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Eric R. Giannini RJ Lee Group

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Eric R. Giannini earned his PhD in Civil Engineering from The University of Texas at Austin in 2012. He is currently a Principal Investigator at RJ Lee Group, Monroeville, PA. Previously, he was an Assistant Professor at The University of Alabama from 2012 to 2017, where he was co-PI on the NSF REU Site: Innovative Engineering using Renewable Resources (EEC-1559867). His research interests include concrete durability and the mechanical behavior of bamboo.

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Abstract

Renewable Resources, as our Research Experience for Undergraduates (REU) Site theme, provides a socially relevant context and unifies the student cohort. In our nine-week program, ten students are immersed each year in projects related to renewable resources. They also engage in professional development seminars and a six-week entrepreneurship course (Crimson Startup). Each research project involves investigating various properties of bamboo. Bamboo was chosen based on recent interest in Alabama as a product with potential for economic benefit. Faculty mentors were brought together during the proposal phase of the program to discuss ways of getting involved in bamboo research. Our team’s advisory board is invested in marketing, distributing, and commercializing bamboo products. The board includes members of a non-profit group, a small business, and the owner of a bamboo nursery. They provide inspiration and support for our REU Site. Students engage with the board members during a field trip to observe a fully developed bamboo nursery. In the second summer, a speaker from the University of Pittsburgh was invited to campus to initiate collaborations due to his NSF-funded research project using bamboo as a nonconventional building material. One of our recent students worked on seismic performance of bamboo framing systems and found an opportunity to work on a project in Ecuador rebuilding homes from bamboo in low-income communities after a disastrous earthquake in 2016. Assessment of program activities led to improvements in both the professional development and entrepreneurial training aspects of the project. After the first summer, bi-weekly professional development seminars became weekly seminars to give students more time as a cohort and to incorporate some equipment training. Changes in the Crimson Startup course include: adding a half-day orientation to describe the program, assigning a coach to every team, requiring weekly office hours between teams and coaches, and clarification of the business model canvas (format used for weekly presentations). In focus group discussions and on questionnaires, students indicated that the renewable resource focus is a very attractive aspect of the REU. The students also expressed appreciation of the social value of renewable resources in general and bamboo specifically. Many were attracted to the REU particularly because of its emphasis on these materials. Evaluation results show that overall, the students have been happy with the program, and there was somewhat improved satisfaction with the Crimson Startup program in the second year. On nine-month follow-up surveys with students from the first year, all students said they would recommend the REU to other students; and students from the second year who completed a survey at the end of the summer all rated the REU experience as “excellent” and said they would recommend it to others.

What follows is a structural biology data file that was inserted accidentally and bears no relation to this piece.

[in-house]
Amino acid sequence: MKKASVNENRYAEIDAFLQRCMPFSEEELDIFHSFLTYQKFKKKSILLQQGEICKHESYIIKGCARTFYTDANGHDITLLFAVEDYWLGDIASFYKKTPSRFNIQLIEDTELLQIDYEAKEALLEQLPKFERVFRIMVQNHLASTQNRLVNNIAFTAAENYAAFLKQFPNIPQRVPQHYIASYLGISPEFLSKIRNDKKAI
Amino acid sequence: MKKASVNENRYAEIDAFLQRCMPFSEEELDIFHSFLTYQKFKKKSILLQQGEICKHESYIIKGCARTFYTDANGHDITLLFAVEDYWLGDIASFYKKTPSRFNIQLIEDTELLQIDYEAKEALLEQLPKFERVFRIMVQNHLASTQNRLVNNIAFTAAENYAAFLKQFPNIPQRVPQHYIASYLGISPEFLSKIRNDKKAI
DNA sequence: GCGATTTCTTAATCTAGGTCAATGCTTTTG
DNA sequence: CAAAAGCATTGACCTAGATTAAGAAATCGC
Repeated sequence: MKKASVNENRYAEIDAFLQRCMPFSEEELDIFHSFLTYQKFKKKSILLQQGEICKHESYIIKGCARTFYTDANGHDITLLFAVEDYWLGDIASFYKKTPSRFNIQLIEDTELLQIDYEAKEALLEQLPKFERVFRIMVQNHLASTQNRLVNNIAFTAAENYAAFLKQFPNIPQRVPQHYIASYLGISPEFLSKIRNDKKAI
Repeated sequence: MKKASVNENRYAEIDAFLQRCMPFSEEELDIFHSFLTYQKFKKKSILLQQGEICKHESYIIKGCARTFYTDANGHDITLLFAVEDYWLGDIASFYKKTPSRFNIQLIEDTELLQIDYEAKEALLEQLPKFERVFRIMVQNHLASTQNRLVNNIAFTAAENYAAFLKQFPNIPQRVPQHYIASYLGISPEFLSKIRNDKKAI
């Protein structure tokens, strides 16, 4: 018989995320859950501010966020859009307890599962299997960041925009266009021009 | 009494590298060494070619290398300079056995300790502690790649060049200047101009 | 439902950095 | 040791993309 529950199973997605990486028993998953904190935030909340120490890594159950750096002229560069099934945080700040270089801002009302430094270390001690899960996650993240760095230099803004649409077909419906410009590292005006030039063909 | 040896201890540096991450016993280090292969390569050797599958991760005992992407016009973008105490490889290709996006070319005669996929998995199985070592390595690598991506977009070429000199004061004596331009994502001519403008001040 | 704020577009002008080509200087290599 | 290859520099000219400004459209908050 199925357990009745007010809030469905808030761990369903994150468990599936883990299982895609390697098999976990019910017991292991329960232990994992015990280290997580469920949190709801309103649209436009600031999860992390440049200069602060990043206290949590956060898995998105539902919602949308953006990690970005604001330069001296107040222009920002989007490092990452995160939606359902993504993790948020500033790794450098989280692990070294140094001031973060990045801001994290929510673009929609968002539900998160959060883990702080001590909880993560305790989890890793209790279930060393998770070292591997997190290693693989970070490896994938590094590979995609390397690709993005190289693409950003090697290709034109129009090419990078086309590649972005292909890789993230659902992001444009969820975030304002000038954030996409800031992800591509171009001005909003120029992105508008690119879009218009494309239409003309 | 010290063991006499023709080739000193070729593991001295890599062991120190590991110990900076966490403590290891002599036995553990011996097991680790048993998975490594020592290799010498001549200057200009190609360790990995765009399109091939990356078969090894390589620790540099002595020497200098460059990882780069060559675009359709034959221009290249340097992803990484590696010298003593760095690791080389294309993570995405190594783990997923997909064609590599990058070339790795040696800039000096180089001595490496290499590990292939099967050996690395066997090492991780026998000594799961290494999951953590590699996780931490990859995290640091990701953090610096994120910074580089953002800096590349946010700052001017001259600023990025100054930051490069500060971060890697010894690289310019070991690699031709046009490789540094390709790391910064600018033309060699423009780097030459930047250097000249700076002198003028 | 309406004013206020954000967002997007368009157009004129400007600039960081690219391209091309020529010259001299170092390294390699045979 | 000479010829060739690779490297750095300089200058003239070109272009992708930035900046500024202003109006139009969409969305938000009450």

Burkett, S. L., & Gerster, S., & Freeborn, T., & McCallum, D. M., & Frazier, R. M., & Giannini, E. R. (2018, June), Board 49: Renewable Resources: Theme with Broad Societal Impact for REU Students Paper presented at 2018 ASEE Annual Conference & Exposition , Salt Lake City, Utah. https://peer.asee.org/30045